My act requires me (its originator), we are told, because it occurs according to my motives; this connection affirms the judgement in the original case. But in what respect exactly does my act depend on me? Does it depend on me because it is temporally originated, or for some other ground? This question is answered in several ways, most notably using two other standard kalam forms of argument.42 (a) ''Investigation and disjunction" (al-sabr wa'l-taqsim): we first list all conceivable grounds for my act's dependence on me (the effect's continual existence, its ethical value, temporal origination, etc.), then disprove as many as we can;if one remains (in this case, temporal origination), it will be the true ground. (b) The ''coextensiveness and coexclusiveness'' (al-tard wa'l-'aks) of the event's dependence on me and its coming into being, which implies that the latter is the ground for the former: for the event depends on me only at the point of its coming into being, but ceases to depend on me when it continues to exist and ''no longer comes into being''. Therefore, my act depends on me in this respect only, and the ground will thus be affirmed in the original case.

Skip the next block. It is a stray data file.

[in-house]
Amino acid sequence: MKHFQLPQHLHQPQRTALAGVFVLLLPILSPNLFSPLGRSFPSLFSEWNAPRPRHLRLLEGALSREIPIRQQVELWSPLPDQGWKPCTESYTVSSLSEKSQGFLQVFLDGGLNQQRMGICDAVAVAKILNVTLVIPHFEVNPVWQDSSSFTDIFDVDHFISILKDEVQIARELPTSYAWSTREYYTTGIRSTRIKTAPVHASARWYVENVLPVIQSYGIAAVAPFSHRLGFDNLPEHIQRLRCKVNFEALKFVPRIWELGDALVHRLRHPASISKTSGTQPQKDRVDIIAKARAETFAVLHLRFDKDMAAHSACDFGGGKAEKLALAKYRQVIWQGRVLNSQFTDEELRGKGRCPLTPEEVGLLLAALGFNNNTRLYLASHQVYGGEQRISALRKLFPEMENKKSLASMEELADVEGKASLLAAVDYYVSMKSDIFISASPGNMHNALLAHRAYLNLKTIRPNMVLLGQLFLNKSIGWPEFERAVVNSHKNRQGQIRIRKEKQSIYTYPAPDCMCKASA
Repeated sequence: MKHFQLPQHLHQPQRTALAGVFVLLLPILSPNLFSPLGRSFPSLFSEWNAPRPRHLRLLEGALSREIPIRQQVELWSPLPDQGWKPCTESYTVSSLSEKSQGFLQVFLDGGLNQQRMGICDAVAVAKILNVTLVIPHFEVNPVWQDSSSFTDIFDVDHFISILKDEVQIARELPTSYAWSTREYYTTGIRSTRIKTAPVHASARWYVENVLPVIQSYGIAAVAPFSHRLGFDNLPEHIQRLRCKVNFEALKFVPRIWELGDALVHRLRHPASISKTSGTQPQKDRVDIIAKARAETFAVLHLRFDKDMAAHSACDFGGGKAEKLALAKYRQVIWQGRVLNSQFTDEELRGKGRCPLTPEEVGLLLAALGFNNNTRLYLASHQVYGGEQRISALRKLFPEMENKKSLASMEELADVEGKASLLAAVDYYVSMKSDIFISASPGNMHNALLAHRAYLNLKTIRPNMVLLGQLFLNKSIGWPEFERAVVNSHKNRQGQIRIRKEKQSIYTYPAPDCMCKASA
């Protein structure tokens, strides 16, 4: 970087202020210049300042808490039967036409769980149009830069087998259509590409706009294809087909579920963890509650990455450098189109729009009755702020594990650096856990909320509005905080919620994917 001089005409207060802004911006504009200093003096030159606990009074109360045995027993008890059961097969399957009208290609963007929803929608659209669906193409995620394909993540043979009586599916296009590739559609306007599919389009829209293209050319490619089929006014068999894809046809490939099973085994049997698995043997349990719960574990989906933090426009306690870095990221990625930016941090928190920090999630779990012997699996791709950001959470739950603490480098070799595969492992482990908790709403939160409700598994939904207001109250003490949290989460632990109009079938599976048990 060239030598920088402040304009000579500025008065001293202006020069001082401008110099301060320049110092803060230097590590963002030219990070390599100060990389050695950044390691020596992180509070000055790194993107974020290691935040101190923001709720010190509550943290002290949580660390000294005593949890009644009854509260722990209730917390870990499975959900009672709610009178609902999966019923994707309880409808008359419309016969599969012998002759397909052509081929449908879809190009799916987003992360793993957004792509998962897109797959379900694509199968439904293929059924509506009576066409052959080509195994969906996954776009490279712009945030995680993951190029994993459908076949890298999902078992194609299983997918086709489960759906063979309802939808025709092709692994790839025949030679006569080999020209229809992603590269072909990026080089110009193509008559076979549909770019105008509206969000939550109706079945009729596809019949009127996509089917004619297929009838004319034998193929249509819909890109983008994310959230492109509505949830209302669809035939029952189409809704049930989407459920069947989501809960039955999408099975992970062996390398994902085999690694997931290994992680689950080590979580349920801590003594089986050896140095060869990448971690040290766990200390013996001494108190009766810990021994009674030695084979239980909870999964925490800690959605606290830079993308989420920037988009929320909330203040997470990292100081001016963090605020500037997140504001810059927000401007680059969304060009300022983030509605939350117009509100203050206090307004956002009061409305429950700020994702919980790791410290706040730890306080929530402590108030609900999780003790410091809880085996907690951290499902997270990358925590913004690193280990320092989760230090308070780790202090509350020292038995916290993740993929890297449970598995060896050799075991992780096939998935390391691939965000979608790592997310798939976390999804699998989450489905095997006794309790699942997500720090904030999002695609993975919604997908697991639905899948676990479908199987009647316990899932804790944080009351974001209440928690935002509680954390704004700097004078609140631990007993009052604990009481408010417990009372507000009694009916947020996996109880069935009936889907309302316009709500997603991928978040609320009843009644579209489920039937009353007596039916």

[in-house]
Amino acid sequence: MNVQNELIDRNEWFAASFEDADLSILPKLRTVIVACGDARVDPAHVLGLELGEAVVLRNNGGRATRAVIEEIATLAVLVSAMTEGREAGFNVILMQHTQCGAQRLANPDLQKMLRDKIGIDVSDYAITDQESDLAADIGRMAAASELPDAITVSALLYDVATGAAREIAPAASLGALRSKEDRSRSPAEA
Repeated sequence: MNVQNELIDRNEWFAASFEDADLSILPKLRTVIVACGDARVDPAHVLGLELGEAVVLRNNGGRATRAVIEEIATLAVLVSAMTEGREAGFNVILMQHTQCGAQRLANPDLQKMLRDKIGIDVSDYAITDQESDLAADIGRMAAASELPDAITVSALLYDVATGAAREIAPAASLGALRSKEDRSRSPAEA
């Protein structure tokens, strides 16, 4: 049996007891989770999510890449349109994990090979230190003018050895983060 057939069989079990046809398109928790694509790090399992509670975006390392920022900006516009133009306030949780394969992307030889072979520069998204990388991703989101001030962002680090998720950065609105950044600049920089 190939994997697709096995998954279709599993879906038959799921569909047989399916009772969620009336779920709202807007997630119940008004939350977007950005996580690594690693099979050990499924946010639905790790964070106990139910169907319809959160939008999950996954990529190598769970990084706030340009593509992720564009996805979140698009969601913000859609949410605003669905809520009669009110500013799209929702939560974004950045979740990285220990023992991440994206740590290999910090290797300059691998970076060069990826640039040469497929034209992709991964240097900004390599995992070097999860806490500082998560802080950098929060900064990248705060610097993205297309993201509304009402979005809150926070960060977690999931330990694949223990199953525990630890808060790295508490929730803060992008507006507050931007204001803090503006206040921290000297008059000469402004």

It may seem strange to argue for the existence of God from human acts, rather than from the need of natural events generally for causes. Yet this oblique way is forced on those Mu'tazilites who employ this argument by their physics: many of them reject natural causality, and affirm that God creates all generated things, except accidents produced by the power of living creatures. Hence, when I move my pen, my power will generate the accident of motion in it; however, when running water moves a pebble, the accident of motion in the pebble will be generated by God's power, not by the water. Our acts, therefore, provide the only case where we can observe both the originated thing and its originator and conclude that the former is generated by the latter. The existence of the creator will then be the only explanation for the generation of the existence of other accidents and all atoms, as 'Abd al-Jabbar writes: ''Everything that is [beyond the capacity of created beings] is evidence for Him.''43
Mu'tazilites criticised Ash'arites on account of their contention that human acts are generated by divine, rather than human, power: since they cannot affirm that power generates things in the ''observable'' realm, they cannot affirm the same in the ''unobservable'' realm. They will be unable to accept the causal premise in the argument, and will thus fail both to explain the world as a divine act and to prove the existence of God. Juwayni retorts that Ash'arites use the closely related particularisation argument, which does not resort to the above ana-logy.44 Ash'arites indeed rarely use this basic argument from creation, involving the major premise, ''What is originated requires an originator'', except in an informal and non-technical manner. Razi attacks each step in the above analogical argument, arguing at length that ''coming into being'' cannot be the ground for a thing's requiring a cause.45